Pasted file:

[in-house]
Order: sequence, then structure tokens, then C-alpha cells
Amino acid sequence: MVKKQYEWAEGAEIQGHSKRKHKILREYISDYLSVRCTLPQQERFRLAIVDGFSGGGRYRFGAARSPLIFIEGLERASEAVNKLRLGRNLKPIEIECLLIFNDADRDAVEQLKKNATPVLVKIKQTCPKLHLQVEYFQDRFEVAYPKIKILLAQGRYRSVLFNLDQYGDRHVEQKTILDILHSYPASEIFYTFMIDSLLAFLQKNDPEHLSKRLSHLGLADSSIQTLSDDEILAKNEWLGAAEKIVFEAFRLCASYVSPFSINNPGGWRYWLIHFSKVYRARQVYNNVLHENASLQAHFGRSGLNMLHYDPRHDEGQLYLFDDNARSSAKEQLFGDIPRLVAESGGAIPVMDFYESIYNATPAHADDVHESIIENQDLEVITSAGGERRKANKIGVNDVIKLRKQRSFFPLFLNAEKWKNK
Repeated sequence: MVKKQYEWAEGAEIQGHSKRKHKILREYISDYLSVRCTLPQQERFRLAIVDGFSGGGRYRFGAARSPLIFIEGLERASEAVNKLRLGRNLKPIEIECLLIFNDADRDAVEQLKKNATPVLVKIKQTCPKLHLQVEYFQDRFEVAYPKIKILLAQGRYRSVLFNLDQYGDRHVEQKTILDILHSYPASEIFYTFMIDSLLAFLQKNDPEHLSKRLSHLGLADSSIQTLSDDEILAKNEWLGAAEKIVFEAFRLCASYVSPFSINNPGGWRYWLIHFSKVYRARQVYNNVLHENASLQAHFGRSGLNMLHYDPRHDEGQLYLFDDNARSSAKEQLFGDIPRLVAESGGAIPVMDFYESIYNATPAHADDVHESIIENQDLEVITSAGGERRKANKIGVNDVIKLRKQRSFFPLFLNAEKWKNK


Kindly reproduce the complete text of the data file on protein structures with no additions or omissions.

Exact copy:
[in-house]
Order: sequence, then structure tokens, then C-alpha cells
Amino acid sequence: MVKKQYEWAEGAEIQGHSKRKHKILREYISDYLSVRCTLPQQERFRLAIVDGFSGGGRYRFGAARSPLIFIEGLERASEAVNKLRLGRNLKPIEIECLLIFNDADRDAVEQLKKNATPVLVKIKQTCPKLHLQVEYFQDRFEVAYPKIKILLAQGRYRSVLFNLDQYGDRHVEQKTILDILHSYPASEIFYTFMIDSLLAFLQKNDPEHLSKRLSHLGLADSSIQTLSDDEILAKNEWLGAAEKIVFEAFRLCASYVSPFSINNPGGWRYWLIHFSKVYRARQVYNNVLHENASLQAHFGRSGLNMLHYDPRHDEGQLYLFDDNARSSAKEQLFGDIPRLVAESGGAIPVMDFYESIYNATPAHADDVHESIIENQDLEVITSAGGERRKANKIGVNDVIKLRKQRSFFPLFLNAEKWKNK
Repeated sequence: MVKKQYEWAEGAEIQGHSKRKHKILREYISDYLSVRCTLPQQERFRLAIVDGFSGGGRYRFGAARSPLIFIEGLERASEAVNKLRLGRNLKPIEIECLLIFNDADRDAVEQLKKNATPVLVKIKQTCPKLHLQVEYFQDRFEVAYPKIKILLAQGRYRSVLFNLDQYGDRHVEQKTILDILHSYPASEIFYTFMIDSLLAFLQKNDPEHLSKRLSHLGLADSSIQTLSDDEILAKNEWLGAAEKIVFEAFRLCASYVSPFSINNPGGWRYWLIHFSKVYRARQVYNNVLHENASLQAHFGRSGLNMLHYDPRHDEGQLYLFDDNARSSAKEQLFGDIPRLVAESGGAIPVMDFYESIYNATPAHADDVHESIIENQDLEVITSAGGERRKANKIGVNDVIKLRKQRSFFPLFLNAEKWKNK